But most amazingly. We've managed to edit the genetic code, and are able to make biological proteins not seen before. Recently scientists in Cambridge, specifically a one Jason Chin has managed to creature a codon that can code using four nucleotide bases.

To explain, a three base codon it part of DNA and RNA that encodes for all proteins, enzymes and biological materials that are made in the body. A codon is, simply, the blueprints for designing every part of a living thing, humans, plants, animals, everything. To change the number of nucleotide bases that are read by the codon changes how business is done, it's like switching from our Phoenician alphabet with 26 characters to an Asian character system with hundreds. To do this they had to make new ribosomes which they selectively inserted into strains of E.Coli.
What this means is that it opens up a whole new area in terms of amino acids, proteins and enzymes, which in turn opens up a whole new field entirely. That of synthetic biology.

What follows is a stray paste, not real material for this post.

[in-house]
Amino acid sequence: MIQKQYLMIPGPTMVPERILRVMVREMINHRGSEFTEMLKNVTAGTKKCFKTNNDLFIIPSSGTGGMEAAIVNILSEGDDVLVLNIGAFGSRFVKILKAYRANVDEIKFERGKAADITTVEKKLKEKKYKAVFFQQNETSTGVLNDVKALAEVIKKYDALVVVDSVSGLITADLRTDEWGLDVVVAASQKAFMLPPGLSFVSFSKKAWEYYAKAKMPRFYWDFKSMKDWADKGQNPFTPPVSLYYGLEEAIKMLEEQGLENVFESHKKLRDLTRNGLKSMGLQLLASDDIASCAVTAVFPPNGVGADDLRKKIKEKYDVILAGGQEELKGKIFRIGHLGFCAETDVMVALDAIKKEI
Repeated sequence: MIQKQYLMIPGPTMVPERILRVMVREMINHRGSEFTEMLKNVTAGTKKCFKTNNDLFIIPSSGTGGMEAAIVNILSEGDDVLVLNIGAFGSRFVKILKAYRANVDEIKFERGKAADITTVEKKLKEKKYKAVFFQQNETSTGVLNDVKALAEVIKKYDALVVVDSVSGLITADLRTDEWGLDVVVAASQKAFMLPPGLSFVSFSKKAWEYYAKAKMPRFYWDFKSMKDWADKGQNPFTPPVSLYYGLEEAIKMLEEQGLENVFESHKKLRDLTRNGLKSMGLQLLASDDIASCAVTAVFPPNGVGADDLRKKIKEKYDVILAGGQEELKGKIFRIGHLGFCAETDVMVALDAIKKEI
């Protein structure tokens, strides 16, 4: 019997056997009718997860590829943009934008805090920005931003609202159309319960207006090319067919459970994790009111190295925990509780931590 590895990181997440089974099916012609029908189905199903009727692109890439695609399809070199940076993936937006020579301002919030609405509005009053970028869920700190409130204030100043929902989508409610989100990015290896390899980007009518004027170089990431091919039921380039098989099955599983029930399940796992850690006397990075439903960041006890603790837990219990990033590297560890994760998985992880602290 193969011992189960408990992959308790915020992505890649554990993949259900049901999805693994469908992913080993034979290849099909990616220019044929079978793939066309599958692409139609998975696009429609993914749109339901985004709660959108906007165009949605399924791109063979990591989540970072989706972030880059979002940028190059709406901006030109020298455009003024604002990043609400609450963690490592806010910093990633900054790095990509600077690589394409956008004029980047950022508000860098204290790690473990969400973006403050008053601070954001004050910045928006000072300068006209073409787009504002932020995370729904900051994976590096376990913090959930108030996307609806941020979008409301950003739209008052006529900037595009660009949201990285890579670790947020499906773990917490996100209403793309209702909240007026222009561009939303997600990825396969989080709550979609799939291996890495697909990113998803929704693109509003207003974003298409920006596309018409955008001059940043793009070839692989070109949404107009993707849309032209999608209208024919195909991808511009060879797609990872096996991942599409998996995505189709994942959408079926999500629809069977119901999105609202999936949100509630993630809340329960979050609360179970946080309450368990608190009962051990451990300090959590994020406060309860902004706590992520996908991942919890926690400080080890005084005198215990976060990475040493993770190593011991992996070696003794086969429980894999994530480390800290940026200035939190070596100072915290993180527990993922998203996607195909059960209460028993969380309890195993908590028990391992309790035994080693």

Speaking of which...

Across the pond that very instance has taken place. By engineering a strain of DNA they were able to insert it into a bacterium, which then proceeded to replicate, forming an entirely new strain of bacteria, which successfully went through cell replication. Forming the first entirely engineered form of life that has never been seen on this planet before.

The consequences of this find are astronomical. Instead of genetically modifying a creature, we are able to fully create a life form from the ground up (albeit inefficient and not particularly cheap...nor particularly viable on large scales). Like the previous discovery this opens up the doors for new sorts of medicine and biotechnology (and possibly food)